i6a THE TAILOR'S THREE SONS.
About noon he reached home, and the old tailor welcomed him back with great joy. " Well, my son," he asked, "and what have you been learning all this long time ?"
" Father," he replied, "I am a cabinet-maker, and can work well at my trade."
" It is a good business," said the tailor, " but how much have you gained by it?"
" The best thing I have gained," he said, " is that little table."
The tailor examined it on all sides, and then said, "That cannot certainly be of much value; why, it is old, and nearly worn out."
" Ah," said the son, " its value is not in its looks. It has such a wonderful power that when I stand it up and say, " Table, cover thyself,1 it will instantly prepare a splendid dinner, with plates, knives, forks, glasses, and dishes of various kinds, and such rich wines that will rejoice your heart You go and invite all our friends and relations to dinner, and you will soon discover what my table can do."
The tailor hastened to follow his son's advice, and when the company were all assembled, expecting a splendid feast, the young man placed his table in the centre of the room, and said, "Table, prepare thyself." But the table did not move ; it stood there as empty as any other table, for, of course, it had no magic power, and did not understand what was said to it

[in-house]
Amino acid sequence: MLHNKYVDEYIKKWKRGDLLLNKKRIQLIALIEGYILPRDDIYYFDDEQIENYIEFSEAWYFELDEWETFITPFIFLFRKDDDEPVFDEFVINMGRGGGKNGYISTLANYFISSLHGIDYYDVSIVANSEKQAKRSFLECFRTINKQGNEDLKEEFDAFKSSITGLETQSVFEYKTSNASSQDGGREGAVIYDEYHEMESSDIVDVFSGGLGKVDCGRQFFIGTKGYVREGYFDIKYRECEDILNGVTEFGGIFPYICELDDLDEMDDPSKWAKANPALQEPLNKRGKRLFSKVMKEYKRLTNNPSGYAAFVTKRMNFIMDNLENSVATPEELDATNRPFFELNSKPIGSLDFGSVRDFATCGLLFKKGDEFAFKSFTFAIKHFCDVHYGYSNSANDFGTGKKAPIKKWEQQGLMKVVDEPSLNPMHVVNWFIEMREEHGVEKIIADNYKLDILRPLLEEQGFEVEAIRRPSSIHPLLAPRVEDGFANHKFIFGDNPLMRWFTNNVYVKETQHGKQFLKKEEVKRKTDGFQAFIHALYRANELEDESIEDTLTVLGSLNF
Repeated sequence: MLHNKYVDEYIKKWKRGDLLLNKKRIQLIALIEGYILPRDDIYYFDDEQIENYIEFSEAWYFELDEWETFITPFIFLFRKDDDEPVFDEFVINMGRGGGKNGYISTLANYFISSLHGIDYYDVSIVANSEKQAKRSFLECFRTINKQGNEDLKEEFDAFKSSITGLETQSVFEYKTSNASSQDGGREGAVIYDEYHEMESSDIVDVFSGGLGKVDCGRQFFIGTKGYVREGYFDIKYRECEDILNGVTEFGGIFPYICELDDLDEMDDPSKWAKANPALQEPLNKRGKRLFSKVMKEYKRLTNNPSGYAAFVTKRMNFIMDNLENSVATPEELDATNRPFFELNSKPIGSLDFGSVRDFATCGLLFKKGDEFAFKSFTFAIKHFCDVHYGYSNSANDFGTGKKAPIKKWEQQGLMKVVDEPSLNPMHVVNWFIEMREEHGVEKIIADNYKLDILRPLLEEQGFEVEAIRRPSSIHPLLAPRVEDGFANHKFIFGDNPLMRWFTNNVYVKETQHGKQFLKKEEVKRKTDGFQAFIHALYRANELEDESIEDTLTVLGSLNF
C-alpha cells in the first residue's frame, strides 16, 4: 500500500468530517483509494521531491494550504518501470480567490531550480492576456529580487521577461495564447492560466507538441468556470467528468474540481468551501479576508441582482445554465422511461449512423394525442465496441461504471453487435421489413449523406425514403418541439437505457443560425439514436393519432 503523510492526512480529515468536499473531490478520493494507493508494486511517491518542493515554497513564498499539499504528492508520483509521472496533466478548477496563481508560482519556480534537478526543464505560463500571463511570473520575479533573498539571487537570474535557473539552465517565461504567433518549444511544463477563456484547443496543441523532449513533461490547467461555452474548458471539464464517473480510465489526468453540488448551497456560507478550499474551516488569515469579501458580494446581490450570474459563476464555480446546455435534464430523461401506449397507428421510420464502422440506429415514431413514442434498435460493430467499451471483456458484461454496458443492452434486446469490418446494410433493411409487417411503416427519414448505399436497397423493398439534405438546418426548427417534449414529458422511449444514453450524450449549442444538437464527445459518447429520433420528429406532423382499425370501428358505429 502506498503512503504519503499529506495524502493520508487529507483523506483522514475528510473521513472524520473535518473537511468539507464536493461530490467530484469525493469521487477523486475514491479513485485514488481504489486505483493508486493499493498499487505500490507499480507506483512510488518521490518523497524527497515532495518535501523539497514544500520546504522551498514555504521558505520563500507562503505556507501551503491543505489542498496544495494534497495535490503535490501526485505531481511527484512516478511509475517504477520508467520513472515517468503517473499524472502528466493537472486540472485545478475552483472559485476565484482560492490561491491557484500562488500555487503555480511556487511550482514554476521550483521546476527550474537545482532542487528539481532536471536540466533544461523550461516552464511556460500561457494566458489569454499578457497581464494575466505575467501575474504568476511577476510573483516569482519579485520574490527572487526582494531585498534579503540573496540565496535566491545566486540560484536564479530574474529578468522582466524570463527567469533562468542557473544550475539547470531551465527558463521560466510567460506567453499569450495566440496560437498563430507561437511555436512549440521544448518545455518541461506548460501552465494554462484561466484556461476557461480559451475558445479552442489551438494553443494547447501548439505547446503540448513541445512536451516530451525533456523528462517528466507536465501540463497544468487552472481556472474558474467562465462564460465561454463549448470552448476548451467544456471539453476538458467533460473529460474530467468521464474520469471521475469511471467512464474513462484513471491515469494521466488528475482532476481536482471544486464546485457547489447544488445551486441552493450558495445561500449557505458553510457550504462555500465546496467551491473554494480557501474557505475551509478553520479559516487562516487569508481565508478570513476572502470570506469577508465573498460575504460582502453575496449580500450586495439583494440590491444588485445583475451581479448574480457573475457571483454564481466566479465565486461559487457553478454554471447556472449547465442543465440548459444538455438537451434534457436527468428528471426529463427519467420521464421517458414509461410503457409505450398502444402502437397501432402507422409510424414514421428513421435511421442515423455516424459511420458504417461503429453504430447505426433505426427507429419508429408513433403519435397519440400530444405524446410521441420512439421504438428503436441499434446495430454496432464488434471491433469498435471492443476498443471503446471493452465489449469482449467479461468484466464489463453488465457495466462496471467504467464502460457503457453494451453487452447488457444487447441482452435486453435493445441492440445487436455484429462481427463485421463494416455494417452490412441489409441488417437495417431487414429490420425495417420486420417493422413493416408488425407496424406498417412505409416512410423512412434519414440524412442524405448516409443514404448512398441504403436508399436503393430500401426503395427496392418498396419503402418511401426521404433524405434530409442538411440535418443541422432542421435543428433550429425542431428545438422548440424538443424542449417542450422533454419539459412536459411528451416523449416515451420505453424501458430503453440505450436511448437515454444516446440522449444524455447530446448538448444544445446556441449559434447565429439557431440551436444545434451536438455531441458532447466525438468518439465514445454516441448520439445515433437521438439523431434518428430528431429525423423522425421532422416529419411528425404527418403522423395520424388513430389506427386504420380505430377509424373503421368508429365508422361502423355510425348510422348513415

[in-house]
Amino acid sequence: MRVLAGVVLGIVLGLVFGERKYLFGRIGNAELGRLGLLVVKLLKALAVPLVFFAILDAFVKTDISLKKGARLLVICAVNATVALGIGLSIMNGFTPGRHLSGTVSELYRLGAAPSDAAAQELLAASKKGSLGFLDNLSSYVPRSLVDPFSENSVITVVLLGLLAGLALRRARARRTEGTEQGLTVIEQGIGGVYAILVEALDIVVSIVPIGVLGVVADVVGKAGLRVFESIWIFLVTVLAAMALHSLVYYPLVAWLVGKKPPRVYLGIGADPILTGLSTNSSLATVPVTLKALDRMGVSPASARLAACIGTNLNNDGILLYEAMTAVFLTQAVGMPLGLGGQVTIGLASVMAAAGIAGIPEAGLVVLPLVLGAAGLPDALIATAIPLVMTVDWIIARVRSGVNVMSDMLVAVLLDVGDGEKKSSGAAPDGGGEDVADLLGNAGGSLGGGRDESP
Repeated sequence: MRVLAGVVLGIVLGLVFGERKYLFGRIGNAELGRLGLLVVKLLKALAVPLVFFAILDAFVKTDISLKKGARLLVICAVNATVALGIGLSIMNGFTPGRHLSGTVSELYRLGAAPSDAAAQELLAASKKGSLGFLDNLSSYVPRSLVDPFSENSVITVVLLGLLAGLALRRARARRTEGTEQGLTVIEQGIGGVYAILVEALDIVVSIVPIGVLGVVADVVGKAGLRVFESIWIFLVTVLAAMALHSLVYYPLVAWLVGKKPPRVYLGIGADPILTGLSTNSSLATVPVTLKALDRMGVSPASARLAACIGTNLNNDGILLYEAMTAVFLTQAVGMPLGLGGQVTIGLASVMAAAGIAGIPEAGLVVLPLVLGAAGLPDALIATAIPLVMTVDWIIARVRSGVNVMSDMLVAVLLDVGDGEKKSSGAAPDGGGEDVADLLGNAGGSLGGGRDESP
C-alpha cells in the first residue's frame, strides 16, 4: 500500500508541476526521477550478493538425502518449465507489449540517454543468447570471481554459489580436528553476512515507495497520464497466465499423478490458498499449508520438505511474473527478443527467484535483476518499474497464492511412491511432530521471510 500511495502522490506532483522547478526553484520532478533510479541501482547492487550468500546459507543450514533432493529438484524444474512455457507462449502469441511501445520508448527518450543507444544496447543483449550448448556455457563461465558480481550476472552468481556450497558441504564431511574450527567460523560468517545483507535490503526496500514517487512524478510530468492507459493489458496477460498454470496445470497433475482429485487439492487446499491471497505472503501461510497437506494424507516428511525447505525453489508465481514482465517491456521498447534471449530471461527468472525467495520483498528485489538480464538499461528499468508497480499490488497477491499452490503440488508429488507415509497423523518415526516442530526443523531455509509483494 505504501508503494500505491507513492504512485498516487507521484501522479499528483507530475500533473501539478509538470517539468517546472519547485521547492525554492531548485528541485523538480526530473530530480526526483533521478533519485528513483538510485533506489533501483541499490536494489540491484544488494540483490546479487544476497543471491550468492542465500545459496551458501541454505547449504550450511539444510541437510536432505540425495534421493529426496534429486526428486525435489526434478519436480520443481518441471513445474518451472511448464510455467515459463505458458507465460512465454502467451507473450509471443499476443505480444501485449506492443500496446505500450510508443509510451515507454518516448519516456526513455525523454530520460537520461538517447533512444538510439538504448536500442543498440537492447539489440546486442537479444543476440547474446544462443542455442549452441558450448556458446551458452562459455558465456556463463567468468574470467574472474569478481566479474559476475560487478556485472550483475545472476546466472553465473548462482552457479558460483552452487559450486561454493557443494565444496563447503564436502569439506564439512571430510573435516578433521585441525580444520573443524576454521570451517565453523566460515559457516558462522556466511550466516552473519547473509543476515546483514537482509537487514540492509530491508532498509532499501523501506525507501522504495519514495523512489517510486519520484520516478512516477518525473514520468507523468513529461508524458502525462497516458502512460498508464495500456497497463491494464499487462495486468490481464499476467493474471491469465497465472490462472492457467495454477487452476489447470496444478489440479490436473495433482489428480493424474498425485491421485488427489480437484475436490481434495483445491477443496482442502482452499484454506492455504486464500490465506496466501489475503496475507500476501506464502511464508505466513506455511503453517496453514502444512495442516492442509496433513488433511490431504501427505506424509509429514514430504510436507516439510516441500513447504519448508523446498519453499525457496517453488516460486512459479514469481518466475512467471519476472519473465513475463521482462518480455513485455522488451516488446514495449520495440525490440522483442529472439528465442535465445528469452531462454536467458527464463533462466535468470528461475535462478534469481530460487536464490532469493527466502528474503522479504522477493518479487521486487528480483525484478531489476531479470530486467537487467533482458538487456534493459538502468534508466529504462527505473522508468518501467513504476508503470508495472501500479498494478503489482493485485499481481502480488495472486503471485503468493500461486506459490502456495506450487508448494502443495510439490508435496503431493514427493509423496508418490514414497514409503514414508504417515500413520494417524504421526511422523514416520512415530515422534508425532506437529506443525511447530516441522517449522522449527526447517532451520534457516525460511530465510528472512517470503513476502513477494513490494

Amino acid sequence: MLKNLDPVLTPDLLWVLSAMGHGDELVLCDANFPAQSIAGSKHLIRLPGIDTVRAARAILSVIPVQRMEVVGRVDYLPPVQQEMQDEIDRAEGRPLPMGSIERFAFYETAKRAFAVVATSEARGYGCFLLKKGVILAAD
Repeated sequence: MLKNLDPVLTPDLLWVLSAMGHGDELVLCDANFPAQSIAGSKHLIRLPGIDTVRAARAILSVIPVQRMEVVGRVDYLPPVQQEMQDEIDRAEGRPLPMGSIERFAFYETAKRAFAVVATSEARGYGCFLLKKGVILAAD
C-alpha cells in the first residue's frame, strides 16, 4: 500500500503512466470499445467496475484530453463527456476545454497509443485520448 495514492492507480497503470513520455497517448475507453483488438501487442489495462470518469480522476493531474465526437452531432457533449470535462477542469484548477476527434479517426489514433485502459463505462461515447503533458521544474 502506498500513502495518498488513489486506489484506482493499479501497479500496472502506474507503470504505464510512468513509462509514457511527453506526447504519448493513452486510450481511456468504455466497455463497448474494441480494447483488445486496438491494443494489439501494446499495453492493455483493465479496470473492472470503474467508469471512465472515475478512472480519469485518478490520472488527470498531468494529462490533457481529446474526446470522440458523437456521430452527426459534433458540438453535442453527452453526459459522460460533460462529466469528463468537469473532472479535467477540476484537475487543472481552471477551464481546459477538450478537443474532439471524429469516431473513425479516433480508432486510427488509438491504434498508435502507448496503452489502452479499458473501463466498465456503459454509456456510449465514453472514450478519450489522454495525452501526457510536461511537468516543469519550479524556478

When the poor young man discovered that he had been deceived, and his table changed for another, he stood before the company covered with shame, for he felt sure they would look upon him as a liar. His relations, however, only laughed at him, although they did grumble a little, for they had all to go home again to get something to eat and drink. After this disgrace and disappointment, the father went back to his needle and thimble, and the son was obliged to seek for work with a master joiner.
We will now return to the second son. He had apprentice himself to a miller, and when his time was up his master said,
" You have worked so well while you have been with me, that I mean to make you a present of a wonderful donkey; but I must tell you that he can neither draw a cart nor carry a sack."
"Then he will be of no use to me," said the youth, "if he " ever so wonderful."
" Stay," replied his master, " I would not give him to you if he were not useful."